Sunday, November 18, 2007

DLR Pad - interactive programming with XAML and DLR

This post is about a tool that I have build. It is called DLR Pad. In one sentence it allows you to rapidly create simple XAML based applications and script against them with dynamic language of your choice. DLR Pad was in my head for quite some time, but recently I had enough time to implement it. Let me explain how I came up with the idea.


As you maybe already know this summer I have been to Korea to participate in this year's Imagine Cup competition. Our team have build a mind mapping application - Bookvar. We believe that Bookvar is the next generation mind mapping tool. I encourage you to go there, download the application and send us your feedback; we are listening. In order to win the competition we tried to use all the latest Microsoft technologies. Unfortunately we did not qualify for the final round. Now a couple of months later we are highly motivated to make Bookvar a real product.

DLR - Dynamic Language Runtime

One of the technologies we have used in Bookvar is DLR - Dynamic Language Runtime. DLR is a set of classes and services that allow building of high performance dynamic languages on top of CLR. The beauty of DLR is both the common type system that is shared between all language implementations and in the .NET integration itself as well. This means that you can access the whole .NET Framework. Right now Microsoft is in process of implementing two languages on top of it - Python and Ruby, called IronPython and IronRuby. Both of them are pure open source projects and can be downloaded from here - IronPython, IronRuby. If you want to wake up your inner sleeping language geek I encourage you to check them out (IronRuby even accepts external contributions).

We have used DLR to create an interactive programming environment (Bookvar console) for interacting with our mind mapping model. You can check demo of it in this Channel 8 video. The code for the console is based on the DLRConsole sample here.

After the competition I wanted to extend the Bookvar console so that I can define XAML objects (similar to XAMLPad) and write code against them in one of DLR languages. This is how DLR Pad was born.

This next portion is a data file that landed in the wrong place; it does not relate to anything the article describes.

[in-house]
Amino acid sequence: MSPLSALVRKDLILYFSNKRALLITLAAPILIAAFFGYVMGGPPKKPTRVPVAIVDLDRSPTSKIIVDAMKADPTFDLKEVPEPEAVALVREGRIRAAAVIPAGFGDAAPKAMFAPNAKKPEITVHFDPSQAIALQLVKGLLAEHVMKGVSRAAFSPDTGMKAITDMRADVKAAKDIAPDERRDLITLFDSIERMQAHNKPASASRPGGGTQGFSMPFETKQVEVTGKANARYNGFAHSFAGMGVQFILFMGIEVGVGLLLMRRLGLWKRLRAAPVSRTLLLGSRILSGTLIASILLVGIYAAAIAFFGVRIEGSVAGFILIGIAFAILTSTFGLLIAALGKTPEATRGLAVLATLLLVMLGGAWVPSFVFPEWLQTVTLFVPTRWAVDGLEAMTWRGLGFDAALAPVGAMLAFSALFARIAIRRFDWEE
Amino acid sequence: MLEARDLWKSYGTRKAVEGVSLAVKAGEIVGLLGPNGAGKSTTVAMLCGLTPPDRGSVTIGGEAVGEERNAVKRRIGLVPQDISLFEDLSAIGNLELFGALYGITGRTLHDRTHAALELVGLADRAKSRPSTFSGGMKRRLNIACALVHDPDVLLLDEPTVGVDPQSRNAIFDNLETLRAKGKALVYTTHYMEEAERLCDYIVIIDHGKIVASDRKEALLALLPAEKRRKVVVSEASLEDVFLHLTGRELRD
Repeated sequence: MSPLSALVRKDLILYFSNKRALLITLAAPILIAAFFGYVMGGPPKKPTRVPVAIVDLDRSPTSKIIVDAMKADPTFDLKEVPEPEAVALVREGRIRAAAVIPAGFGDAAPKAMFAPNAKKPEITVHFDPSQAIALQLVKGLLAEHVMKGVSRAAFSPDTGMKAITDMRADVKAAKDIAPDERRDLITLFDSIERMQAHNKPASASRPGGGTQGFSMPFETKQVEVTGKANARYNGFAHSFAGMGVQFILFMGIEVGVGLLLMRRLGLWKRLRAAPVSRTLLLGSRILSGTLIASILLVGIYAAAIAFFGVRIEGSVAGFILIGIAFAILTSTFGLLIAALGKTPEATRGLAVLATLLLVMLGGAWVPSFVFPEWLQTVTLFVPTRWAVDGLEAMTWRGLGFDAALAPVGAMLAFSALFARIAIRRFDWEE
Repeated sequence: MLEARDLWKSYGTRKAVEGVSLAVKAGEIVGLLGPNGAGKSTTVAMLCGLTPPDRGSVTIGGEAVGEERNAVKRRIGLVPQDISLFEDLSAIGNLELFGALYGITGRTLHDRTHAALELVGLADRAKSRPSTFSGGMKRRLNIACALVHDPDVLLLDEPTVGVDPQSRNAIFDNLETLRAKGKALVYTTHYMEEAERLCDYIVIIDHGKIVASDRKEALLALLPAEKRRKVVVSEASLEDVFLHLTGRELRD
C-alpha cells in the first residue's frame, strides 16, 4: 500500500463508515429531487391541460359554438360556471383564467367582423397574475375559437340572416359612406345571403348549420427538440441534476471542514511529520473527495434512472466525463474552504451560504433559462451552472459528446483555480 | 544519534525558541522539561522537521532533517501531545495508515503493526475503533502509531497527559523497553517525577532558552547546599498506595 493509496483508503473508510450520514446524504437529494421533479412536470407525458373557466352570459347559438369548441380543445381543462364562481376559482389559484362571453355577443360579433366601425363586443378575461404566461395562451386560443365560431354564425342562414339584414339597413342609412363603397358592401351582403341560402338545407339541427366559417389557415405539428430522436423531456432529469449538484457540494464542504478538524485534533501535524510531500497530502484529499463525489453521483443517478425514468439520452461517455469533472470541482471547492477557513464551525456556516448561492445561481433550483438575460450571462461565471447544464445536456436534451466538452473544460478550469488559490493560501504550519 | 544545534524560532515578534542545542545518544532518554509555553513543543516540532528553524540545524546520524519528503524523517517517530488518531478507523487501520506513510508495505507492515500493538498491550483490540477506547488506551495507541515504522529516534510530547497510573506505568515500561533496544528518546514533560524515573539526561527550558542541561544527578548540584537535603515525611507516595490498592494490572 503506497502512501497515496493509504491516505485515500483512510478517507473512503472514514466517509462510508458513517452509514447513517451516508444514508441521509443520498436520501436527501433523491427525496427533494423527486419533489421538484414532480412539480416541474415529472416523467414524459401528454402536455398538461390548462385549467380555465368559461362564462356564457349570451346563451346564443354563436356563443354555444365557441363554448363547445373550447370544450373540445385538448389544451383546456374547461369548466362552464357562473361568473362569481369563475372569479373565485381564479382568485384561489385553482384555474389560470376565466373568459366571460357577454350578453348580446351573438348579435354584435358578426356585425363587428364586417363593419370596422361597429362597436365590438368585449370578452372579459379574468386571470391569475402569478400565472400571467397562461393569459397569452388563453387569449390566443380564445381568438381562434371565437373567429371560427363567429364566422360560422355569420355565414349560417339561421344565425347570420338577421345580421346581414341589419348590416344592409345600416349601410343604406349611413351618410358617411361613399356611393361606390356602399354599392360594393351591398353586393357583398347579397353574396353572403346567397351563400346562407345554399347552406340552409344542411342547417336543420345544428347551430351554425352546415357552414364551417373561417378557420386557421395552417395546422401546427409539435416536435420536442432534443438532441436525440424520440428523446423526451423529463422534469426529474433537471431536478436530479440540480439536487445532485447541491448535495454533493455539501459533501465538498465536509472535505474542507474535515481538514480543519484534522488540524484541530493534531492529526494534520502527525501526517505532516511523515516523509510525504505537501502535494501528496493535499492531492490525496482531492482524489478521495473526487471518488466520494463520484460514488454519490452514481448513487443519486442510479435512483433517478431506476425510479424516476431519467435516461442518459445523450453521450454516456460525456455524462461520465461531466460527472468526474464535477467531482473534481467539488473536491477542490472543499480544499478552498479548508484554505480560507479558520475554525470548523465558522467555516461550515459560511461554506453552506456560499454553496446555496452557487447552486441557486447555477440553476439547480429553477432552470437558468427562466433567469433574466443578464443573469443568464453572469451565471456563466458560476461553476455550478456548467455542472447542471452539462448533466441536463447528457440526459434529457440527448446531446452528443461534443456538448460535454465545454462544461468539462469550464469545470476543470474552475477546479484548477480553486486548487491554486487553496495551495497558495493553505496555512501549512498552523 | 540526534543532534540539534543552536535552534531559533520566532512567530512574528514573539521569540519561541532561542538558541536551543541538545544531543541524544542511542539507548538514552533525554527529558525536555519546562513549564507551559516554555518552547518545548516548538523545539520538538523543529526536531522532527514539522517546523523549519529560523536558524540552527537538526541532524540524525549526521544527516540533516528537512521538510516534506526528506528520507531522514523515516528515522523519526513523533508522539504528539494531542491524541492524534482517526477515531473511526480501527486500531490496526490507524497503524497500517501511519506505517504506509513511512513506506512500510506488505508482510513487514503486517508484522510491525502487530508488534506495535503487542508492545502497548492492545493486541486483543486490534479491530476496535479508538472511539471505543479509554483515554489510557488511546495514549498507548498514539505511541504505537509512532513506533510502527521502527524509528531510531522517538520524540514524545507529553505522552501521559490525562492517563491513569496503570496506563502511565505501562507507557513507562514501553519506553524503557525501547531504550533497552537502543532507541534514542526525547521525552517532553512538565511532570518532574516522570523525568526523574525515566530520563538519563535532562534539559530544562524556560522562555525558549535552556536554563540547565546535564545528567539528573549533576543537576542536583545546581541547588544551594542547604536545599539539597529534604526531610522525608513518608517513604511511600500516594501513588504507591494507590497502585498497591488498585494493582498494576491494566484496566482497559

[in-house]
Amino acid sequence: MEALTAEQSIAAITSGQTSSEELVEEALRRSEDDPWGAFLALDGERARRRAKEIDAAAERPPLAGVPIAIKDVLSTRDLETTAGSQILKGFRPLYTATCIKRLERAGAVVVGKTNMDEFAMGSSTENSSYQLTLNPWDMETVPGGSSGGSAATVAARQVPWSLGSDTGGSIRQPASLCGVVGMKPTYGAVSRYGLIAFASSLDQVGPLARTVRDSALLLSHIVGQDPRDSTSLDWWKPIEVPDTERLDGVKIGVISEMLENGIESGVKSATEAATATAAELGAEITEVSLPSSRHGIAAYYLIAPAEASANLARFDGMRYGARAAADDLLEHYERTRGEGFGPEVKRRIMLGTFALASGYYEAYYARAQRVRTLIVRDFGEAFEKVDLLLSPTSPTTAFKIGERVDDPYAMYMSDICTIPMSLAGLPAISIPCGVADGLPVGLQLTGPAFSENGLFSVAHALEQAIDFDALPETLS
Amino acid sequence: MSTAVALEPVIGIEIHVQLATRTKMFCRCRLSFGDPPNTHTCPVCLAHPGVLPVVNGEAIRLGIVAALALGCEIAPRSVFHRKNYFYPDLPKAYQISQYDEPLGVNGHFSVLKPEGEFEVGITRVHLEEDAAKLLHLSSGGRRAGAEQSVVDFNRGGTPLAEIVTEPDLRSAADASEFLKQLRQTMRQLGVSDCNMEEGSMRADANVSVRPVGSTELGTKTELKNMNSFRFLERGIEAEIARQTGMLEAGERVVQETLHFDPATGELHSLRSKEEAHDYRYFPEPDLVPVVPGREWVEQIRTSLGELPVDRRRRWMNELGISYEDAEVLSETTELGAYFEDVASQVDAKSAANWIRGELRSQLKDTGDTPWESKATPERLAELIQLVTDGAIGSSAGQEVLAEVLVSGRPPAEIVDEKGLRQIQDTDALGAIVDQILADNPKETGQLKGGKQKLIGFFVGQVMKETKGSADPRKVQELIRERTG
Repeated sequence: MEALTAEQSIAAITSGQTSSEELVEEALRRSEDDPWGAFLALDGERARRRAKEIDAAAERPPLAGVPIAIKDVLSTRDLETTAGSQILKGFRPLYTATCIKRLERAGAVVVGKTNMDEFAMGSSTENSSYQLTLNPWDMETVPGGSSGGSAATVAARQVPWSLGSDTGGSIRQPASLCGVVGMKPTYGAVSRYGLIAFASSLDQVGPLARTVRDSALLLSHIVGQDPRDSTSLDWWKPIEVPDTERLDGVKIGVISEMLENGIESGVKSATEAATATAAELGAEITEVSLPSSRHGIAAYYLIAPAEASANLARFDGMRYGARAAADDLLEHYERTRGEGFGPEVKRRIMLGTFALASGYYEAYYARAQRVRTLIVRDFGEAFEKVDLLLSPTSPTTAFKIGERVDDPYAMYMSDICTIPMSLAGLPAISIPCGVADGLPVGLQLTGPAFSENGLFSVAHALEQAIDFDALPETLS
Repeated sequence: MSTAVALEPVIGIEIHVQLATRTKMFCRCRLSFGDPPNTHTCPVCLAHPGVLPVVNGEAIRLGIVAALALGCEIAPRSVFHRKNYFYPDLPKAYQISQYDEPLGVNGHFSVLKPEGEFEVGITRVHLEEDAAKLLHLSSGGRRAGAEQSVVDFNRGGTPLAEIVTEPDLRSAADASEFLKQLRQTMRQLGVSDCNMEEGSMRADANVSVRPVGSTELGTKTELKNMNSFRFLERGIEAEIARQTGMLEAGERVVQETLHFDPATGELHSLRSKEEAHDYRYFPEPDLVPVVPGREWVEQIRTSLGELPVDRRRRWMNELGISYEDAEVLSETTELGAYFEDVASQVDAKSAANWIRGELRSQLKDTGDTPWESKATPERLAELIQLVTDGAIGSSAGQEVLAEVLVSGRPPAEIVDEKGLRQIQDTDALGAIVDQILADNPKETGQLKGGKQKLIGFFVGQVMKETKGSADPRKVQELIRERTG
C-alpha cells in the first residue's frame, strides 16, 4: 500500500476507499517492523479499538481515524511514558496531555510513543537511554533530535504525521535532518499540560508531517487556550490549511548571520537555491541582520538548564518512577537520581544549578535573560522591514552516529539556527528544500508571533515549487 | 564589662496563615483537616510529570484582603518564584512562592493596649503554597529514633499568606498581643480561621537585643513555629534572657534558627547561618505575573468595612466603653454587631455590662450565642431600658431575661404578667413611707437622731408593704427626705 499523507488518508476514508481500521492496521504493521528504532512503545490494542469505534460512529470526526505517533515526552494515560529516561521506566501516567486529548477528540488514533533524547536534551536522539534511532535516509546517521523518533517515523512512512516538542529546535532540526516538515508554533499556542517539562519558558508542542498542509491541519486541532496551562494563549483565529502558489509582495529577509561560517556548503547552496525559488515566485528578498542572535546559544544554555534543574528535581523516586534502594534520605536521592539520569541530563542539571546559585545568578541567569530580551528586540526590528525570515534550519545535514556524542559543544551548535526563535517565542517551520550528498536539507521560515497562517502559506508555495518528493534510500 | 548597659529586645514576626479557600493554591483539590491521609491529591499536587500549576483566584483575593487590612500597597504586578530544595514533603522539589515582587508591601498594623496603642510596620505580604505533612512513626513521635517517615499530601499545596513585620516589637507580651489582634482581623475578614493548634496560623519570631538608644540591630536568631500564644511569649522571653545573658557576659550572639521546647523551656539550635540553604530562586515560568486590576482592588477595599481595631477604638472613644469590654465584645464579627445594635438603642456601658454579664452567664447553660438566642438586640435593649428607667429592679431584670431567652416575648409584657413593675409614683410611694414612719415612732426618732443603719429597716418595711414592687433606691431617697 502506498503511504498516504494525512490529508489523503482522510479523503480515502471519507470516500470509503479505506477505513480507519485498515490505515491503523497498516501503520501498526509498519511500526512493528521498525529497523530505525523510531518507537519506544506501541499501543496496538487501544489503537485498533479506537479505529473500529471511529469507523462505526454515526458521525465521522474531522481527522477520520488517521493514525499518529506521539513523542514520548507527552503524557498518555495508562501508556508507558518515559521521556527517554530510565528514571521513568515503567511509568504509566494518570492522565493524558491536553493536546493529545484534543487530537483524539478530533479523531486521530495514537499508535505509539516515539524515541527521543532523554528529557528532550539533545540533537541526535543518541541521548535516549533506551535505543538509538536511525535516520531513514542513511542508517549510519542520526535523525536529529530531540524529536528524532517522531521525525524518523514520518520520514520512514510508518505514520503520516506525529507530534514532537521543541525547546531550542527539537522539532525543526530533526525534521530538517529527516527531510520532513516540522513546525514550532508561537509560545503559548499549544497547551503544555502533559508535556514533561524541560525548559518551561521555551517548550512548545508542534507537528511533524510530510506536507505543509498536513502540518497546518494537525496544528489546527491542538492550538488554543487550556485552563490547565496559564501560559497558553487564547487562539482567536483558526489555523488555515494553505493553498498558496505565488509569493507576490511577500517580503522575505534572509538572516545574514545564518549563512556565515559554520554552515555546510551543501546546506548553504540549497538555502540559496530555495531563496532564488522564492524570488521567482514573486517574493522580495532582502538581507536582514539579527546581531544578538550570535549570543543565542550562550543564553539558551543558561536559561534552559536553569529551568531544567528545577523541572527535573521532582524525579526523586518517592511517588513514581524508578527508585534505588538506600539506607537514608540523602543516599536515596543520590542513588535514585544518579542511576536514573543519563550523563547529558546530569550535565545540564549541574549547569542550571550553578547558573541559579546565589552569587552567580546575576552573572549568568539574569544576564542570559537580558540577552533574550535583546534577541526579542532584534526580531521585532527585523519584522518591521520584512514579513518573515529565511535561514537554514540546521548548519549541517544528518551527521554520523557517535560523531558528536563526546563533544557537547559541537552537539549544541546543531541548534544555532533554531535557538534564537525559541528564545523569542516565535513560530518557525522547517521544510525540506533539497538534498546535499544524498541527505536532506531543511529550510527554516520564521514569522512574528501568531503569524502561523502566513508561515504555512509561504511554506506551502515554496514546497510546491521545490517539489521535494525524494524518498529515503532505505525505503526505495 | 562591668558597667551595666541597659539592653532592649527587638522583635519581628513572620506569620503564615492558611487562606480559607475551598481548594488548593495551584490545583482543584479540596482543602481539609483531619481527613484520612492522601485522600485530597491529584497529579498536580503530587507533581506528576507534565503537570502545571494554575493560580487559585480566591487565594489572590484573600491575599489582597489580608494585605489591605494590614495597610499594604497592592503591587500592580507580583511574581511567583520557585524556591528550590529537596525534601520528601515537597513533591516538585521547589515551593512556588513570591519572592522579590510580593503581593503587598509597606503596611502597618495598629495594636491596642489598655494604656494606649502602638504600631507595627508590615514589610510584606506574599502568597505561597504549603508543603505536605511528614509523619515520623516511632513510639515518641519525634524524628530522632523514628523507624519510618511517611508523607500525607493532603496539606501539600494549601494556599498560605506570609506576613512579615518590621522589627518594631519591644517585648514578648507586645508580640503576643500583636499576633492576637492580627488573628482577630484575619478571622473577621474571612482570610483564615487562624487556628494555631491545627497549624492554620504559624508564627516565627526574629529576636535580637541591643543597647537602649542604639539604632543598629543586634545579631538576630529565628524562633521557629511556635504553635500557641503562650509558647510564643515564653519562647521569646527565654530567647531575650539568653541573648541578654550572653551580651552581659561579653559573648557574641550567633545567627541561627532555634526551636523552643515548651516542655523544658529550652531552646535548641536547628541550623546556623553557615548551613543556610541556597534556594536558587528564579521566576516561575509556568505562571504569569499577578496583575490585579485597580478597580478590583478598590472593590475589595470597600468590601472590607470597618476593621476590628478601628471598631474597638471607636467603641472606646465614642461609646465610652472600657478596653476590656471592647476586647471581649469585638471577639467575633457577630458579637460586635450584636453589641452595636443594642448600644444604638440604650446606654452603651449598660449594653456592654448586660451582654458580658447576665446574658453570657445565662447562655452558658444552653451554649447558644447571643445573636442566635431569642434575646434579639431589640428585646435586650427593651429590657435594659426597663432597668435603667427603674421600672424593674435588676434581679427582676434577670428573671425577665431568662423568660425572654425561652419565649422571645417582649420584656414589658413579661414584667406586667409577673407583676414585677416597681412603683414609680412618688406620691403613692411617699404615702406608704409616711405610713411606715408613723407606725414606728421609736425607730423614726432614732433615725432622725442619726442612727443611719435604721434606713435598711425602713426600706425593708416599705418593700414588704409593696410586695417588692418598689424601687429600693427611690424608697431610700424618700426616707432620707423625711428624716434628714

Let's look at the main window of the app:


At the top left you can see the interactive console. It will be our coding sandbox. On the right is the rendered XAML content. The XAML itself is defined in big text box in the bottom. In our case we have a simple button called 'button'. What is cool about it is that we can access the button in the console window using its name. For example we can change the button's text using this snippet of code:

button.Content = "Hello"

Actually we are using IronPython here. Note that when you type the '.' you will get an IntelliSense window that will list all available members on the Button type. Unfortunately the IntelliSense works only in IronPython. IronRuby is still in pre-alpha release so only part of the features are implemented right now.


Adding event handler to the button

Let's examine more complex scenario - adding click event handler to the button.

IronPython way
Here is the python code to do this:

def handle(*args) : button.Content = "IronPython"
button.Click += handle


IronRuby way
Here is the ruby equivalent to the same operation: { button.Content = "IronRuby" }


Note: In order to start coding in IronRuby you should pick it up from the combo in the upper left corner.

Each object that you defined in your XAML that has a Name (x:Name) automatically is available in the console window.

What's next?

I'm in the process of setup the code on CodePlex here. The console has some bugs that I'm aware of. I also have some ideas how to expand the application in the future - ability to load and use custom assemblies and other interesting stuff. Your feedback and suggestions are welcome as well.


Start experimenting and having fun with DLR Pad by downloading it from here.

Hope you will find the tool useful.

1 comment:

Mark H said...

very nice. I haven't learned IronRuby or IronPython yet, but this will be a good tool to explore them with.
thanks for making it available